The amendment that will be circulated will have the effect of continuing to require universities and higher education providers to meet the national governance protocols as a condition of increased funding. It will put back what we think should not have been taken away. The amendment will require universities and higher education providers to keep meeting the governance protocols as a condition of the funding. It will retain the provision that the minister must be satisfied that the provider meets the protocols. In the event that the minister is not satisfied, it will provide the minister with the same penalty mechanism that existed previously.

Importantly—as I outlined at the start and a number of times since—the coalition’s amendment in no way affects the government’s aim of removing the higher education workplace relations requirements from force should it be accepted. Our amendment does not provide for conditions of funding with respect to the HEWRRs; it only provides for funding conditionality with respect to the governance protocols. That is our aim. That is our objective. That is what we are seeking to achieve.

If the coalition’s amendment is successful, it will ensure that those protocols are substituted back into the bill. If the amendments are not successful, we intend to oppose the government’s bill currently under debate in the House because we will not support legislation that removes that funding conditionality with respect to governance protocols. In that event, we would oppose the third reading of the bill and vote against the passage of the bill in the final vote. Of course, in the Senate, a similar amendment will be moved. We hope that the minister is prepared to consider this issue. Our concern is just the issue of the national governance protocols. It is up to the government to indicate their intentions towards our amendments, which we have provided to them.

The minister has also changed regulations with respect to the Commonwealth Grant Scheme guidelines. These had the effect of removing chapter 7 from the guidelines and replacing it with the term ‘Not used’, therefore removing altogether from the guidelines both the HEWRRs conditions and the protocol conditions for governance. The minister tabled these changes to the guidelines in the House and in the Senate on 11 March. They are currently on the Senate disallowable instruments list as they are disallowable instruments under the act.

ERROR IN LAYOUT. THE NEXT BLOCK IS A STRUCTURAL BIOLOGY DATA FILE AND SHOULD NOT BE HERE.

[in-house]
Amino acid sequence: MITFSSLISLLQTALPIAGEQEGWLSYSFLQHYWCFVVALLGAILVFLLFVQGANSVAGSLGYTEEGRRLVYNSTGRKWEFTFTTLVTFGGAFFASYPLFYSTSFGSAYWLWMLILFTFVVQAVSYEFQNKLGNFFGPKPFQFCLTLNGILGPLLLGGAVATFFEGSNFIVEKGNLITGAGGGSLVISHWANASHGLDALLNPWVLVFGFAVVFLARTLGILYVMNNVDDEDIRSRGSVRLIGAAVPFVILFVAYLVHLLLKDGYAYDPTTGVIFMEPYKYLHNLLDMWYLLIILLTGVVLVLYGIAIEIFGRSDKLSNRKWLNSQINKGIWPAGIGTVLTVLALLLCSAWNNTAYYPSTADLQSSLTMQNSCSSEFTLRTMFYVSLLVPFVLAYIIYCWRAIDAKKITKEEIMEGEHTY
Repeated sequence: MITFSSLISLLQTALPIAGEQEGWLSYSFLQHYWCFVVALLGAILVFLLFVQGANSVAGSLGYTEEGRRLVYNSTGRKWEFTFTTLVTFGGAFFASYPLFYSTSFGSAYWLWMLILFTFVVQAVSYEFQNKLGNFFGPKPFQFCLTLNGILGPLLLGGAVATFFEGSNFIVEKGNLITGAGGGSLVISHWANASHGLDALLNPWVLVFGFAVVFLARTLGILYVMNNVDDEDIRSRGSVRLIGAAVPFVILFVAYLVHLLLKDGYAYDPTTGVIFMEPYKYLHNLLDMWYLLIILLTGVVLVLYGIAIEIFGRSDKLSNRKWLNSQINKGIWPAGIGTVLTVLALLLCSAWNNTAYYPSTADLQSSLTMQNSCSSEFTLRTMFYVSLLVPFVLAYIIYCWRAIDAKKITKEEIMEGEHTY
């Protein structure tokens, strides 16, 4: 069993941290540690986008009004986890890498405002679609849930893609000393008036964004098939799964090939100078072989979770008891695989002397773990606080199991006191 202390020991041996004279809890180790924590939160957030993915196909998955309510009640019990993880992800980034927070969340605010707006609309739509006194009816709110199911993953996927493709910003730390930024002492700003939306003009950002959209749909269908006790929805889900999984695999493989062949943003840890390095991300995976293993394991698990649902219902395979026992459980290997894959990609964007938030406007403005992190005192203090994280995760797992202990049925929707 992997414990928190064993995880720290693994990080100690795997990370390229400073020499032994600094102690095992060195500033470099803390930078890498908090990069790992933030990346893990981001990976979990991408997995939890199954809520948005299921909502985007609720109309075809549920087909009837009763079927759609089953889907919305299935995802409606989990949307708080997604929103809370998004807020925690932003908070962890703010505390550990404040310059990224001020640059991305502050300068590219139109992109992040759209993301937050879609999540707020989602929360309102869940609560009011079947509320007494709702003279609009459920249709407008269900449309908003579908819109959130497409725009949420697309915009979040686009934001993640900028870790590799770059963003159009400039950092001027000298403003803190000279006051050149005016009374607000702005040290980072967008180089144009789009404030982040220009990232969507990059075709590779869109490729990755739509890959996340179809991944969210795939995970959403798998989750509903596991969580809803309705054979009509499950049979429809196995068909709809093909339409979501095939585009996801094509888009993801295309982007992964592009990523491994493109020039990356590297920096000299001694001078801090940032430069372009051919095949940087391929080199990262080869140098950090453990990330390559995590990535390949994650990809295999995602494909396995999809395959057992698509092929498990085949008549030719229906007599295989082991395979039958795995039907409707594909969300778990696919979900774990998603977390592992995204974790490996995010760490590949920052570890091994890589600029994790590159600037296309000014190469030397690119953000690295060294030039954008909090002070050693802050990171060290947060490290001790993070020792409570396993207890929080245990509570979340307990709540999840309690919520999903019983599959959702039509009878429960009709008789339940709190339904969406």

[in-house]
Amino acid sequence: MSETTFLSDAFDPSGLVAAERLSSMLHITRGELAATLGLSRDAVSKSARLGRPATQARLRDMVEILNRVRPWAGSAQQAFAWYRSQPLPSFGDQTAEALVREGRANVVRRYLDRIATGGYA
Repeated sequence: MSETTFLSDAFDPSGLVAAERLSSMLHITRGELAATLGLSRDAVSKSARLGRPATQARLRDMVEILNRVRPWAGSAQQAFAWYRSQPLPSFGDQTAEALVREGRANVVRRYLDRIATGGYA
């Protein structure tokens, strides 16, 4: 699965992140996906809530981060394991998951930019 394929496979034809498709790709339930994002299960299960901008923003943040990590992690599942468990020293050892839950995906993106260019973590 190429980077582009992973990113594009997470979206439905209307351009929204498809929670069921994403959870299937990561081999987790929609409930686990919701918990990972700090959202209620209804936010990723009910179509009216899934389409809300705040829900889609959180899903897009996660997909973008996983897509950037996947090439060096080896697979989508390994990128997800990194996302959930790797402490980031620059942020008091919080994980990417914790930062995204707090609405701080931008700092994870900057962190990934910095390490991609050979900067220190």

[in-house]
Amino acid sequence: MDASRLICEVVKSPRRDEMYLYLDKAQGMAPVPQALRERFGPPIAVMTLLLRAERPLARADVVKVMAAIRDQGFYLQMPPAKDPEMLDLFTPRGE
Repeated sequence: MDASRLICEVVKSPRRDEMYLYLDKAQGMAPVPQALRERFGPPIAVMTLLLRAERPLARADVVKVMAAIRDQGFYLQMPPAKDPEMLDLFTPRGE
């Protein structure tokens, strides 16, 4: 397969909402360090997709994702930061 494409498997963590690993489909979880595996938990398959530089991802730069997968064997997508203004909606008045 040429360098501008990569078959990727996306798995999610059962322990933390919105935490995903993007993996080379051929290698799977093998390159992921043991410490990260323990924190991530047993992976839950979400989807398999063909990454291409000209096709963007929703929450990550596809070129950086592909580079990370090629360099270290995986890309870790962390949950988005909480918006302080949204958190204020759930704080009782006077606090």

Whilst chapter 7 of the guidelines ceased to exist on 28 February, the day after they were registered on the Federal Register of Legislative Instruments, our amendment to the government bill will refer to guidelines as they were on 27 February, when they were in force.

My colleague Senator Brett Mason, the shadow parliamentary secretary for education, apprenticeships and training, has given notice in the Senate that he will move today that the guidelines be disallowed. The opposition has moved to disallow this instrument so as to maintain those national governance protocols that work in conjunction with the current legislation. We are aware the chapter also contains conditions with respect to the HEWRRs, although, as members would be aware, it is simply not possible to selectively disallow part of a chapter that deals with the governance protocols without also disallowing everything else within the guidelines. I reiterate that, if the government accepts our amendment, the legislative framework for the operation of the HEWRRs, as prescribed in the guidelines, will be removed. In any event, the act will refer only to the national governance protocols.

In any event the important point is that the workplace relations laws have changed since the last election—so the substance of the law has changed—rendering obsolete a lot of the HEWRRs guidelines, particularly relating to AWAs. If the minister’s wish was to introduce a new instrument—a new set of guidelines that dealt with just the HEWRRs—I say here and now that the opposition would not seek to disallow that if it is a housekeeping measure to just clean up the guidelines. As I have said, our amendment specifically ensures that it relates only to the national governance protocols.